Long-term tests

Ford Transit Custom PHEV: long-term review

Final report: the Ford Transit Custom PHEV van’s practicality impressed, but not its economy

Overall Auto Express Rating

3.0 out of 5


It can’t deliver the everyday savings of an electric van, but the Transit Custom PHEV can largely match a diesel for fuel economy in most situations, and does it without compromising load-carrying ability.

  • Mileage: 5,858
  • Economy: 42.4mpg

Ford has been known to use the slogan “The backbone of Britain” when promoting the legendary Transit in the past, and if my six months with our Transit Custom PHEV have proved anything, it’s that having a van in your life provides the kind of support that no car ever can.

I made a point of taking a picture every time I loaded up the plug-in van, and as you can see, the big Ford came in handy for all sorts of transportation duties. Whether it was the obligatory fleet car’s trip to the tip, or loading pet supplies, a room’s worth of furniture or an electric scooter, the Transit Custom PHEV took it all in its stride.

Our van’s plastic floor covering meant everything could slide in and out with minimum effort, too, while the lashing eyes dotted around the edge of the cargo floor tied down objects and stopped them moving around. Add in the super-bright LED cargo lighting, and the Transit Custom’s load area is a vast, versatile space that is easy to access and work with at all times of day or night.

No matter which drivetrain you go for, you’ll get the same six-cubic-metre cargo area, because the plug-in hybrid manages to cram its battery under the cargo floor, while the electric motor, 1.0 EcoBoost petrol engine and auto gearbox fit neatly into the same slot where the 2.0 EcoBlue is found in the diesel Transit Custom. That auto box really takes the strain out of driving the PHEV, but the one thing I had to be wary of was the electric motor’s instant torque.

Although my cargo was always tied down as securely as possible when the van was loaded, it was still surprisingly easy to dislodge, thanks to a bit of sharp acceleration from a standstill. With a full-steel bulkhead keeping the cargo well out of sight, and the ease with which the PHEV coped with heavier loads, it was easy to forget to go that little bit easier on the accelerator.

I had already reported that the warmer months had seen an improvement in the range when driving on battery power alone – up from around 15 miles in colder months to more than 25 miles from a full charge – and that continued to have a positive benefit on my overall fuel economy.

With fewer motorway journeys covered in the final couple of months of its time with us, our van’s average crept back up to 42.4mpg. That’s still around 10mpg short of Ford’s claimed economy of 52.3mpg, and on a par with some versions of the diesel Transit Custom, although the arrival of mHEV mild-hybrid tech on the EcoBlue motor means the gap is closer.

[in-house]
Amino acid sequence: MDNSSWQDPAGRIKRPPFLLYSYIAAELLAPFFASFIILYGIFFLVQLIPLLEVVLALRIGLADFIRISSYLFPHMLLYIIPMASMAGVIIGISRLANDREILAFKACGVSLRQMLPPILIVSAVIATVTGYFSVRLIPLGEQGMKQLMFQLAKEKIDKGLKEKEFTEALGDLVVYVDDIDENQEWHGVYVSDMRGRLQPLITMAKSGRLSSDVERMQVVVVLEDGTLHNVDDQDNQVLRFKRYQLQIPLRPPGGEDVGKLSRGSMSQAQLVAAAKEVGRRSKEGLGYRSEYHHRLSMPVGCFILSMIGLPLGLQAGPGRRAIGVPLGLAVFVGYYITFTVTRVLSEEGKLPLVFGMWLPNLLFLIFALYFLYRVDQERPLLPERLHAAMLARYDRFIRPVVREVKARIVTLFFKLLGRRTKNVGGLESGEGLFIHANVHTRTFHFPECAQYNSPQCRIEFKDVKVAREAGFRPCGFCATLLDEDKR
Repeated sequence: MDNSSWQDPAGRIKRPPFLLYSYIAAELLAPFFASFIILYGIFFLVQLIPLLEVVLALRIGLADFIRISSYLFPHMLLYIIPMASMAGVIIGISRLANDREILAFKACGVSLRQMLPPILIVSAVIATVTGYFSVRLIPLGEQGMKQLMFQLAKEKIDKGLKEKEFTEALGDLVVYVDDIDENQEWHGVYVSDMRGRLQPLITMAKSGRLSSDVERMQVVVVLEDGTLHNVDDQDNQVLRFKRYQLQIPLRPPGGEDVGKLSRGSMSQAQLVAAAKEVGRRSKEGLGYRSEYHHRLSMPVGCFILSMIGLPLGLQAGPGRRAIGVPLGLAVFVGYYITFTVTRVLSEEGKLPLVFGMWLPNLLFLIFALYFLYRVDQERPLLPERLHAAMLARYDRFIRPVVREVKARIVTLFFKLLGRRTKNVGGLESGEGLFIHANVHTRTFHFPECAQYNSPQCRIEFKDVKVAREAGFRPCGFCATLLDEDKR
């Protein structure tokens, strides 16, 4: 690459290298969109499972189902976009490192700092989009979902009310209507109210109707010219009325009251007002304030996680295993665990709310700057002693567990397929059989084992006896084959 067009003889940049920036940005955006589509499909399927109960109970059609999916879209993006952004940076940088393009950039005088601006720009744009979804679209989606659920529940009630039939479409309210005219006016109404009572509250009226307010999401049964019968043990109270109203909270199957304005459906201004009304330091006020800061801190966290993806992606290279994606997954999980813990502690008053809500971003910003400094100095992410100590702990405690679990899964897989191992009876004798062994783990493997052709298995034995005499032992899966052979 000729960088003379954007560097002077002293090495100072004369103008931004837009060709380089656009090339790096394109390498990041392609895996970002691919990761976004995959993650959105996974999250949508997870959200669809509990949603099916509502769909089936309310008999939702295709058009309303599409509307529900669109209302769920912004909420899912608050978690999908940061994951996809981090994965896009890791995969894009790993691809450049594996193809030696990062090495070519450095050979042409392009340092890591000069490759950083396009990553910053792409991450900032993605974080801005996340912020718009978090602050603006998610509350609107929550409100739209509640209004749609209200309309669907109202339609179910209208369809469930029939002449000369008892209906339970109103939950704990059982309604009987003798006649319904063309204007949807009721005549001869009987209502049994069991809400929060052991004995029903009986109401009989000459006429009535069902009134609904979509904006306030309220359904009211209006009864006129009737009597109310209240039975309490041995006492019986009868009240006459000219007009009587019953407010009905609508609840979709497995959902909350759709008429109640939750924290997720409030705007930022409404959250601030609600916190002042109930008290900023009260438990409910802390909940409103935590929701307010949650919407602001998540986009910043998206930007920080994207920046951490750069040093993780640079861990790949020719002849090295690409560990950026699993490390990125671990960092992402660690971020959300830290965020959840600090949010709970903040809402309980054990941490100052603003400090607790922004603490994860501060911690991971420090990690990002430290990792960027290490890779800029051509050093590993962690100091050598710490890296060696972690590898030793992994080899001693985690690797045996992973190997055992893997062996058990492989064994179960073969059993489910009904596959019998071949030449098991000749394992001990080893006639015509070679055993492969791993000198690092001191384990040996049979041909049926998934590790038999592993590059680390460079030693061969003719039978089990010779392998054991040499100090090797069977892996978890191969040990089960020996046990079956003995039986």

That economy figure once again demonstrates that a plug-in hybrid, be it a car or a van, is at its best with a fully charged battery. Take every opportunity to plug in, and you can revel in watching the average economy climb higher as you’re driving. The van’s longer range in the warmer summer months certainly helped things along, too, but it would be nice if Ford offered battery heating so that its capacity remained the same in winter months.

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However, that would add extra expense to a van that already costs north of £40k, even in its most basic trim, and is around £6k more than an equivalent diesel auto Transit Custom. Makers of electric and plug-in vans are keen to gloss over their generally higher list prices and draw you towards the total cost of ownership (TCO), but you’ll need to do a lot of electric miles in the Transit Custom PHEV (as well as a lot of charging of the modest battery) to recoup the difference.

That doesn’t mean that the plug-in model isn’t without merit, though. It’s certainly a lot more relaxing to drive than a diesel, and if you only ever do short trips in your van, then you’ll certainly reap the benefits of its electric drive. We just wish it would go a little bit further on each charge.

Ford Transit Custom PHEV: second report

Our Ford Transit Custom PHEV van adds light entertainment to its list of talents

  • Mileage: 5,198
  • Economy: 37.3mpg

According to some fella from the West Midlands, all the world’s a stage, and all the men and women merely players. As it turns out, the cargo bay of our Ford Transit Custom PHEV is one of the more appealing stages on offer. My son Rhys is a bit of a show-off, and is eager to put on a song and dance at the slightest provocation, including whenever I open up the van.

I think it has something to do with the lighting inside. Ford has seen fit to deck out the Transit Custom’s six-cubic-metre cargo space with four super-bright LED light units, so the area is always well illuminated. Like a moth drawn to a flame, the spotlights clearly have an effect, because whenever the van is open and the cargo area is clear, Rhys is in there, dancing away. Combine that with the large open floor, and it turns out that a van can easily keep a child amused. Thanks to the hard-wearing plastic floor, there’s plenty of opportunity to slide around without scuffing any paint, too.

This new-found capability is just another string to our versatile van’s bow. It’s come in massively useful for carrying a wide variety of clobber, and the three-seat layout in the cab offers excellent space. Our Limited-spec van comes with touchscreen infotainment including Apple CarPlay and a WiFi hotspot, so once Rhys is done performing, there are plenty of buttons and switches to play with, and connectivity for his electronic devices.